Your D.1129 , D.1119  and Despatch D.75.  Draft Instrument of Surrender for Germany.
1. In general the terms of Articles 1 to 11 of the Draft are acceptable to the Australian Government, but we have strong objection which we feel will be shared by the European Allied Governments, to- (a) the proposal contained in the preamble that the surrender should be made to the Supreme Commands of the Soviet Union, United Kingdom and United States acting on the authority of their respective Governments; and (b) the proposal in Article 12 for vesting supreme authority with respect to the administration of the instrument and all related matters in the three great powers alone.
2. Regarding (a) we recognise the practical difficulties in the participation of all the Allies in the final transactions related to the surrender of Germany, but we cannot accept the idea that, whereas a great number of countries including ourselves have been fighting against Germany since the outbreak of war on various fronts and are contributing to her defeat in numerous other ways, the acceptance of the surrender of the enemy should be limited to only three powers. In view of practical difficulties we would be prepared to authorise the Supreme Commander of the Anglo-American forces engaged against Germany to act on our behalf in accepting the unconditional surrender and in applying the military measures necessary to ensure that the surrender was complete, but we think that such authority should be given formally by the Governments concerned. If it is impossible to obtain an alteration to the text of the Instrument we suggest that a declaration might be made either jointly or severally, by the Governments other than the United Kingdom, United States and U.S.S.R. whose forces have taken an active part in the defeat of Germany, simultaneously with the signature of the Instrument, stating that the Governments concerned- (a) authorise the Supreme Command of the Anglo-American forces to accept the surrender of Germany on their behalf; and (b) have been advised and concur in military terms of the armistice.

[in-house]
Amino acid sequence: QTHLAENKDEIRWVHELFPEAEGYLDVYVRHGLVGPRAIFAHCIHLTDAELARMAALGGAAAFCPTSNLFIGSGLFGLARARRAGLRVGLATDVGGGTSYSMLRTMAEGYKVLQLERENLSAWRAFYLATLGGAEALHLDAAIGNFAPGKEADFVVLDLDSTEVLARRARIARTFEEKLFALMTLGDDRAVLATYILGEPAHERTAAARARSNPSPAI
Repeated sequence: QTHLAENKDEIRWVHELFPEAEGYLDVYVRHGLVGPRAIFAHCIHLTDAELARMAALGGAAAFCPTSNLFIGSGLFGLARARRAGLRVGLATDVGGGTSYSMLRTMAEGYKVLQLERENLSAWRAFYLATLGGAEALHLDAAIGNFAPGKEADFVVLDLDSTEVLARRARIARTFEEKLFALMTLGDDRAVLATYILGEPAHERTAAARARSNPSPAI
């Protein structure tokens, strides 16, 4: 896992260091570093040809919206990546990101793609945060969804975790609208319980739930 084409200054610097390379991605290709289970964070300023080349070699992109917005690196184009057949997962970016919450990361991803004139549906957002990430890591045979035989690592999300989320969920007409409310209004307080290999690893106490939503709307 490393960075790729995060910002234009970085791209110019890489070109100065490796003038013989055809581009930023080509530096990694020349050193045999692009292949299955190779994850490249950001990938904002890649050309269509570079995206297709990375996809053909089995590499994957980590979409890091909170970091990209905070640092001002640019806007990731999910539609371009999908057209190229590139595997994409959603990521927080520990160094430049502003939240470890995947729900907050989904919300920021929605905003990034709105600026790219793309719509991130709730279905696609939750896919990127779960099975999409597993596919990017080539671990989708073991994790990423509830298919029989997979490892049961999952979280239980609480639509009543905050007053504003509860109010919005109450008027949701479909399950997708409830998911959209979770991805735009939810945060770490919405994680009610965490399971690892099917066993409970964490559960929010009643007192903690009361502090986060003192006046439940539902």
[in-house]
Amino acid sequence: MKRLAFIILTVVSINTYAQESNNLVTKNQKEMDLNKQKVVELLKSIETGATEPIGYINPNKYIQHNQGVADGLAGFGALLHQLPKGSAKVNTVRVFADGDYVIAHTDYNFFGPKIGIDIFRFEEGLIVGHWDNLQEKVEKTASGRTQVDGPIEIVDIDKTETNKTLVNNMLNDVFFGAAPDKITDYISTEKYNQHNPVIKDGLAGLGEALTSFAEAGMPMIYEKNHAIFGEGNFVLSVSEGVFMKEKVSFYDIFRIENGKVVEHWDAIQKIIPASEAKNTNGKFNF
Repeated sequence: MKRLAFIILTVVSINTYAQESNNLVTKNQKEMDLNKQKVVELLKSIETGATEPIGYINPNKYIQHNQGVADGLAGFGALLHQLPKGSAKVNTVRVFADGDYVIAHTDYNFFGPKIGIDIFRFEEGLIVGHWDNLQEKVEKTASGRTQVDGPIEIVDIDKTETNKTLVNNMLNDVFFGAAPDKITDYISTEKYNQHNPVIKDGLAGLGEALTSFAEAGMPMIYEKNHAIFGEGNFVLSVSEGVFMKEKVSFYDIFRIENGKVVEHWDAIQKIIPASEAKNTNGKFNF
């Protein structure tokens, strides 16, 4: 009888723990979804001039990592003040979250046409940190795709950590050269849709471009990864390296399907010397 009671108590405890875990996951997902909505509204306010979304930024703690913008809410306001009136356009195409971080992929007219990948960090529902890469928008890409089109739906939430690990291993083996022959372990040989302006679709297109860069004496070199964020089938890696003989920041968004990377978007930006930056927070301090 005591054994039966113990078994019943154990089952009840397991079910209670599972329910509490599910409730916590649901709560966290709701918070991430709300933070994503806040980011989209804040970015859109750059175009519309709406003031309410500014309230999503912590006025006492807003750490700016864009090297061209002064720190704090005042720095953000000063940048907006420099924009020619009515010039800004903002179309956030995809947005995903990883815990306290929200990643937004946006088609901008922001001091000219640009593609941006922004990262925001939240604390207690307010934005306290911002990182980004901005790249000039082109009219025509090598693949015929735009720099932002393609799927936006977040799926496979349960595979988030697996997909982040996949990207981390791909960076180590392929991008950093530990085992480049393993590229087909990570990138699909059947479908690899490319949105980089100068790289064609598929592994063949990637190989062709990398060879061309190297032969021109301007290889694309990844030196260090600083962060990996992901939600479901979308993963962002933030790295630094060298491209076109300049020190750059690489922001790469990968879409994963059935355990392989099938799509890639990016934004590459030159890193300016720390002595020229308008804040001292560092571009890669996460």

3. Regarding (b) it is our view that the powers under Article 12 are so extensive as virtually to place in the hands of the Big Three the determination of the future shape of Central Europe. We feel that the exclusion of the other Allied Governments from participation in the control machinery and from any association with the political and economic directives vitally affecting their interests must lead to inevitable and damaging resentment, and will prejudice not only present relations between the United Nations but the future peace of Europe. In our view an amendment of Article 12 should still be sought, to provide for representation of other Allied Governments on the control machinery or, alternatively, in lieu of an amendment of the text, that the three Governments should give an assurance by public declaration that in the exercise of the powers under Article 12, provision will be made for obtaining the views of other Allied Governments and for associating them directly with the various agencies used for carrying out the terms of Article 12. You will share our anxiety lest objections by the other United Nations to their exclusion from an effective voice in the settlement with Germany result in open differences.